The Peer Gynt legends appear to have sprung up around the lives of two men, Peder Lauritson and Per Olsen Hågå, both of whom lived in the farmhouse near Vinstra. Scholars and professional Gyntians debate which man truly inspired more of the stories. The Hågå camp won a victory when they erected a memorial stone to their man in a Vinstra cemetery. But the Lauritsons remain firm. Here’s what’s at stake:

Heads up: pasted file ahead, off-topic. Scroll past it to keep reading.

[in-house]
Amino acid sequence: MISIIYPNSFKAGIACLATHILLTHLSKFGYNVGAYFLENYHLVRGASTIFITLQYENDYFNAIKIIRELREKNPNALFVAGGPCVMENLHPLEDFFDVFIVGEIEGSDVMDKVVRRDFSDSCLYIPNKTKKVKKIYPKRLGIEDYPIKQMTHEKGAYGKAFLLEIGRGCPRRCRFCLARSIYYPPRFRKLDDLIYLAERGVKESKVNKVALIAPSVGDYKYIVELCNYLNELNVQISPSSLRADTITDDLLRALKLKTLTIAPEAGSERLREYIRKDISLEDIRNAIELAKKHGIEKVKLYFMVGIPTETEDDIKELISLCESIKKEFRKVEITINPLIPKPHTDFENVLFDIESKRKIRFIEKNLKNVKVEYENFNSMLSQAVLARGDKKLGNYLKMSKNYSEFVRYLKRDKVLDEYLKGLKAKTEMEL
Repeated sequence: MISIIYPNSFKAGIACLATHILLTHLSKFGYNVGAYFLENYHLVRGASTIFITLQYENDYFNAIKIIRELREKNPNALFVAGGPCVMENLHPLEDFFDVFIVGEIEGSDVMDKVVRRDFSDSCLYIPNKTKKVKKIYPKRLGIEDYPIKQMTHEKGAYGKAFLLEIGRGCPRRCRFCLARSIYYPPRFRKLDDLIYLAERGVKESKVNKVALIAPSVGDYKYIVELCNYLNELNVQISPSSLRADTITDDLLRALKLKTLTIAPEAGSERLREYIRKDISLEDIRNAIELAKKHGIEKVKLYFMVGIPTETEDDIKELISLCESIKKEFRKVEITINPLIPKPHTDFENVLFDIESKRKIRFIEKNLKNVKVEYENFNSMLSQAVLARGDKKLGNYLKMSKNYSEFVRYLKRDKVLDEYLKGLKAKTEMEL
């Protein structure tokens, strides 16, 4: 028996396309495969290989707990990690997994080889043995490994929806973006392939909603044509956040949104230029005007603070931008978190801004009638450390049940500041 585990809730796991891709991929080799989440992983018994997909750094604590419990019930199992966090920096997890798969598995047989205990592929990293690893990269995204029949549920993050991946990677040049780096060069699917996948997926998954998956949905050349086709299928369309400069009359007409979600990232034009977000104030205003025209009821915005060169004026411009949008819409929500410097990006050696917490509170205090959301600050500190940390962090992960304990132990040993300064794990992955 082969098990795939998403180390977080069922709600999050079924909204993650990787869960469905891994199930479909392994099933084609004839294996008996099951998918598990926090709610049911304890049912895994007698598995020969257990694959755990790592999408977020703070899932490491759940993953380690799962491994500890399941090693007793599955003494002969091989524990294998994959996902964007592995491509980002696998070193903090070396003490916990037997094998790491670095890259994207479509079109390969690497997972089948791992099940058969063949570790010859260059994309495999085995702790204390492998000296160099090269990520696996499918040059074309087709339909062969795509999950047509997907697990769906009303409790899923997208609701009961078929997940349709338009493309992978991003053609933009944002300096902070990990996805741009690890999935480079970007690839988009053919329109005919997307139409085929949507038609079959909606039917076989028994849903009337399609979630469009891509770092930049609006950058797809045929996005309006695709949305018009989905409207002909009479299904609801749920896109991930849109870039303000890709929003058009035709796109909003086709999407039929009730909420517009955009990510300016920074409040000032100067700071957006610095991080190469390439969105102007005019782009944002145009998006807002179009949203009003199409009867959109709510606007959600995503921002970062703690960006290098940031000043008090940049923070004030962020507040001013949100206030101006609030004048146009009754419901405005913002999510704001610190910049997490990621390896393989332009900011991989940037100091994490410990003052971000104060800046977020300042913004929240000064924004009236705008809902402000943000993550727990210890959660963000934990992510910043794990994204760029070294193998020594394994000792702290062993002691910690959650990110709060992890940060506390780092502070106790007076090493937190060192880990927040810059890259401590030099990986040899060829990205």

The original Peer Gynt inspired a slew of heroic legends. Ibsen collected these stories, but as scholar Sverre Mørkhagen discusses in his book, Peer Gynt: Historie, sagn og “forbandet Digt,” Ibsen only used a fraction of the Gynt lore. Unused tales include the one where Peer outwitted the Greenclad One (who turned out to be a troll), and one where Peer managed to spy on a Troll wedding procession. Since humans weren’t supposed to be able to see trolls at will, Peer used a trick: he washed his eyes with his own urine, and thus gave himself Troll Vision. Crafty!